A contemporary rendition of a cowboy is offered by Ben Wright’s “Red Rider in Hollywood,” with an estimate of $1,000-$2,000. Wright draws from Native American ceremony, symbolism, and tradition to attain balance, connectivity and spirituality in his work and life. He combines powerful imagery and intensely bold colors, with a sophisticated glazing technique to achieve his impressive creations. Colors, numbers, and shapes play an integral and critical role in his work. “I try to create a dialog with my viewers. I often see those who stand so far back from artwork, but I want to pull people in. I want to get them to admire the surface but also see beyond it. To see what is underneath.” Ben Wright (Ben Wright Studio/Goldstein Gallery).
Two works rounding out the highlighted paintings are a sweeping Southwest desert landscape by Harry Wagoner, estimated at $3,000-$5,000 and a powerful, abstract painting by Dan Namingha, “Hopi Figure,” of 1982, with an estimated $3,000-$5,000. A member of the Hopi-Tewa, Namingha has been a painter and a sculptor for over 40 years. He studied at the Institute of American Indian Arts in Santa Fe, and the American Academy of Art in Chicago, and was influenced by the work of Jackson Pollack, Adolph Gottlieb, Michelangelo, Vincent Van Gogh, and Norman Rockwell. Namingha’s work provides a glimpse of his sacred traditions such as the spirit messengers or kachinas, which represent blessings, ancestors, and cloud people, while he constantly challenges himself to try new styles, representation, abstraction, and minimalism. “His abstract figures allude to the timeless nature of life on the Colorado Plateau and the unity of the spiritual and physical worlds.” (Altamira Fine Art; quote: Dr. Robert Breunig, former Director of the Museum of Northern Arizona)
Moran’s Fine Art selections will also include sculptures such as classic Western bronzes by renowned sculptors such as CM Russell, Carl Kauba, and John Coleman, including “Little Hopi Clowns” one of two by Coleman, estimated at $4,000-$6,000. Other offerings include works by Bud Boller and Doug Hyde, whose elegant patinated bronze of two standing women is estimated at $1,500-$2,500. Not to be overlooked, several groups of diminutive sculptures in the form of finely carved stone fetish figures, in an array of materials and subjects, will be put to auction, with choice selections such as a group of Zuni Corn Maidens by Troy Sice, estimated at $700-$900, and an iconic Zuni carved pipestone howling coyote by Darren Shebola estimated at $200-$300.
Also within the Fine Art category will be two lots of various photographs and related items, including a group of American Indian themed photographs from the first half of the 20th century, including a group of Fred Harvey and other postcards of Southwest and American Indian themes, cabinet photos, photogravures, as well as a Stereopticon viewer and cards with Southwest and American Indian themes, estimated at $800-$1,200, and a collection of Harmon Percy Marble and other Southwest photographs, from the late 19th Century and later, including Navajo, Puebloan and Southwest images, with figurative, village-related, and some landscape scenes, estimated at $1,000-$2,000.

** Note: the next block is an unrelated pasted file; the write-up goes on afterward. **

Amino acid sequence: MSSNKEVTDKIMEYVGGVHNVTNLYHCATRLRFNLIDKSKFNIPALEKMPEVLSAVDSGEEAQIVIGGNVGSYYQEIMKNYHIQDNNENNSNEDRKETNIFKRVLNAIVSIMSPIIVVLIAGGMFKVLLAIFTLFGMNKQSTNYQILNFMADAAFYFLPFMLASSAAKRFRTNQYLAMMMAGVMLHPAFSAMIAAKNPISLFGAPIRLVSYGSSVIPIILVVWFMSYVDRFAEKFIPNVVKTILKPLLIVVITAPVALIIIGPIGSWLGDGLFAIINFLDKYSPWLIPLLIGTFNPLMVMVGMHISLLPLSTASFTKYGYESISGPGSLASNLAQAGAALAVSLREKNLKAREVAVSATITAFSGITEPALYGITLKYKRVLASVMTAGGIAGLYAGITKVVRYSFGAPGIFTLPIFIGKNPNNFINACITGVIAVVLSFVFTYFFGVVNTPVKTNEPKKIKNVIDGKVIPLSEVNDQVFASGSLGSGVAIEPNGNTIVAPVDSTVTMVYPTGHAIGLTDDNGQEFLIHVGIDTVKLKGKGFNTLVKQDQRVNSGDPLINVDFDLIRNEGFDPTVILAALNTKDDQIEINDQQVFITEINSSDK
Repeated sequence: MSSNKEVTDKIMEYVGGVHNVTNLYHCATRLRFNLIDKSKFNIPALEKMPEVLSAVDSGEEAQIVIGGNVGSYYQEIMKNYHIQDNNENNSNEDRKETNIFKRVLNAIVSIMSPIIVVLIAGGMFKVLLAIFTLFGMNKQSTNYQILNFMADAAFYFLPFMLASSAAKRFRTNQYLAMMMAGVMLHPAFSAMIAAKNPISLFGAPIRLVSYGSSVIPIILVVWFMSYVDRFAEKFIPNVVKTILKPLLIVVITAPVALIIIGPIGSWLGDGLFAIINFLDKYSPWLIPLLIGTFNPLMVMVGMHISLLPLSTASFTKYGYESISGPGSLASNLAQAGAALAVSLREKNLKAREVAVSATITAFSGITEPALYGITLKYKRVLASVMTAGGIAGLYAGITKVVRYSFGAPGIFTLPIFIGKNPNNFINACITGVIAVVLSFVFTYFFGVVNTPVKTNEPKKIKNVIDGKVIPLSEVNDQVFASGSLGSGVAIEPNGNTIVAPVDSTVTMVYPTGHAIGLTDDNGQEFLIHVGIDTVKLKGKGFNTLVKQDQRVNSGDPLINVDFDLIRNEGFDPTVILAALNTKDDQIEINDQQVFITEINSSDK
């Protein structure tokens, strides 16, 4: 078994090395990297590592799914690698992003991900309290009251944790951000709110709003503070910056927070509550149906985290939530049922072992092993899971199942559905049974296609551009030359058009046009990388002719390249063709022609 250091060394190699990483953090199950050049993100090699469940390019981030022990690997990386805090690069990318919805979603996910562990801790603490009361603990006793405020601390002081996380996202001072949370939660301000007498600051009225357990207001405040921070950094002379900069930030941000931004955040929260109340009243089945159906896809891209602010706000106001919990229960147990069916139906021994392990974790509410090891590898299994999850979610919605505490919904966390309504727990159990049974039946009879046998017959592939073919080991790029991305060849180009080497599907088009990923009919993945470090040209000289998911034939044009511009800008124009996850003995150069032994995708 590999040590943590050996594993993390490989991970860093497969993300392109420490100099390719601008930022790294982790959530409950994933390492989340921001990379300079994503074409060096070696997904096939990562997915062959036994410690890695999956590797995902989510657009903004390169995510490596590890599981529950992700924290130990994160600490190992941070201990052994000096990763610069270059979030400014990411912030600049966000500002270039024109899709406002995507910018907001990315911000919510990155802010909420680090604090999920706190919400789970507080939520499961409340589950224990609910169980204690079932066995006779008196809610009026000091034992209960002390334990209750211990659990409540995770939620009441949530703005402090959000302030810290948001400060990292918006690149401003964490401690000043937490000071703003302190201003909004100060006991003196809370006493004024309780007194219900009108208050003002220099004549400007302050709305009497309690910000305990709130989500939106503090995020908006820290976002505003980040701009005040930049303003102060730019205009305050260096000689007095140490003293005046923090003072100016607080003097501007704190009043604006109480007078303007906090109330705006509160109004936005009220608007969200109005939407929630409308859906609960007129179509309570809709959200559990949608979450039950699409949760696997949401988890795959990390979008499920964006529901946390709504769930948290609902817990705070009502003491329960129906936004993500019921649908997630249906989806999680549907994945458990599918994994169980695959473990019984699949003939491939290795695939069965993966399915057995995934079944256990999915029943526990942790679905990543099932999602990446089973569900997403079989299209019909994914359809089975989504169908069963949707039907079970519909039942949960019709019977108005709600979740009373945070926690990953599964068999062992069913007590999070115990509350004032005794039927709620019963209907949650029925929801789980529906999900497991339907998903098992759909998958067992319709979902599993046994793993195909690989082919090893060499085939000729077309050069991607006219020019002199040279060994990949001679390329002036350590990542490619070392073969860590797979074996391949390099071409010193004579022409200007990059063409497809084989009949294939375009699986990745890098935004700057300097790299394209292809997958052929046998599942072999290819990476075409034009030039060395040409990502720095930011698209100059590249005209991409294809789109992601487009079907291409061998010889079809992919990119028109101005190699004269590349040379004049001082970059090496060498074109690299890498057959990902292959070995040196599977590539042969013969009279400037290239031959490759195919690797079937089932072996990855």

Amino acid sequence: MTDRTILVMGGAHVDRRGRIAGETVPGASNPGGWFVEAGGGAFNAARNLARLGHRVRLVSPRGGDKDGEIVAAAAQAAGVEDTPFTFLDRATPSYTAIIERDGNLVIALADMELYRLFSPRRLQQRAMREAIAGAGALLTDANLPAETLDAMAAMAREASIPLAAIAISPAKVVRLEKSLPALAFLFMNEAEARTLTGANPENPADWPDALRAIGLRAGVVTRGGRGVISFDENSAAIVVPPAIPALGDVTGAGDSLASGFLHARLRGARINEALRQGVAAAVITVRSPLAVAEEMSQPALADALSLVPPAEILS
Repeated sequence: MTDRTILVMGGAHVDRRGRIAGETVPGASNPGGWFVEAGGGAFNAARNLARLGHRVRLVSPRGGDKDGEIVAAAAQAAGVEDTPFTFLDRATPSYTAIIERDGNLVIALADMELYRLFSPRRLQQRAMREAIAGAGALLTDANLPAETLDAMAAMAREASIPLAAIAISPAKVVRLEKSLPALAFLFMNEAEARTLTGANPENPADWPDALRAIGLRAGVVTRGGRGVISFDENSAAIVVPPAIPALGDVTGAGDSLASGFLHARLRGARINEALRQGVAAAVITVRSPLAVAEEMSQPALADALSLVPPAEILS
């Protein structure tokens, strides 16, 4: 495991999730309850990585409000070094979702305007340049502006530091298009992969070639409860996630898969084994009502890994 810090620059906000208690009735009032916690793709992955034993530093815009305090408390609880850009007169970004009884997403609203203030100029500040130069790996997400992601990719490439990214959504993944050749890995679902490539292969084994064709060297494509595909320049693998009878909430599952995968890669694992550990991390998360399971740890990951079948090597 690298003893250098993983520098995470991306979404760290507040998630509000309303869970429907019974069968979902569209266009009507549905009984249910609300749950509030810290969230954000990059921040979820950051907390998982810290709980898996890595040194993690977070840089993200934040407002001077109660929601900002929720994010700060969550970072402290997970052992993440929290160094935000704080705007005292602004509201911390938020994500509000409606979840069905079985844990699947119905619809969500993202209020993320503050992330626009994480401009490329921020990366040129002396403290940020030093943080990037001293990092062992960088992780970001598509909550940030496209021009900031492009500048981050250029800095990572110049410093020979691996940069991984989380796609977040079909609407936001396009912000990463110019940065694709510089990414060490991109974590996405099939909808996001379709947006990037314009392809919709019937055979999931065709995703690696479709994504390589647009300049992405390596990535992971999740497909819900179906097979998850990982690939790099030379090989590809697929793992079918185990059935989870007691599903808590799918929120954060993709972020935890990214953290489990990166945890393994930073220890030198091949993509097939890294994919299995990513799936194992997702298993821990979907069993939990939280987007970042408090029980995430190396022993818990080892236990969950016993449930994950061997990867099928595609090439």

A keen collector will certainly find something to take their fancy within the variety of high quality and unique offerings showcased at this upcoming auction. Get ready to make your choice and bid on that one piece you have always desired, or suddenly thought would be wonderful to add to your collection!
Sally Andrew, John Moran Auctioneers
Fine Jewelry and Timepieces: Tuesday, May 3 | 12:00 pm PDT
California & American Fine Art: Tuesday, May 10th | 12:00 pm PDT
California Living: Tuesday, May 17th | 12:00 pm PDT
Post-war & Contemporary Art + Design: Tuesday, June 21st | 12:00 pm PDT
Art of the American West-ONLINE Tuesday, July 26th | 12:00 pm PDT
Made in Mexico: Tuesday, August 23rd | 12.00 pm PDT
John Moran’s takes the health and safety of our staff and customers seriously; as such, sales will continue to be held online and without a live audience. However, each item is available for public preview. Moran’s auction showroom is over 10,000 square feet and allows clients to preview objects within established social distancing guidelines so that buyers can feel confident when making an appointment to preview the property. For upcoming highlights, online catalogues, and more information on these sales, visit Moran’s website: www.johnmoran.com. Bidding is now available online via Moran’s new mobile app, Moran Mobile, available on both iOS and Android operating systems. Live bidding on a desktop is available through our website; bidding is also supported by telephone or absentee. Consignments are always welcome: Email us at [email protected] today!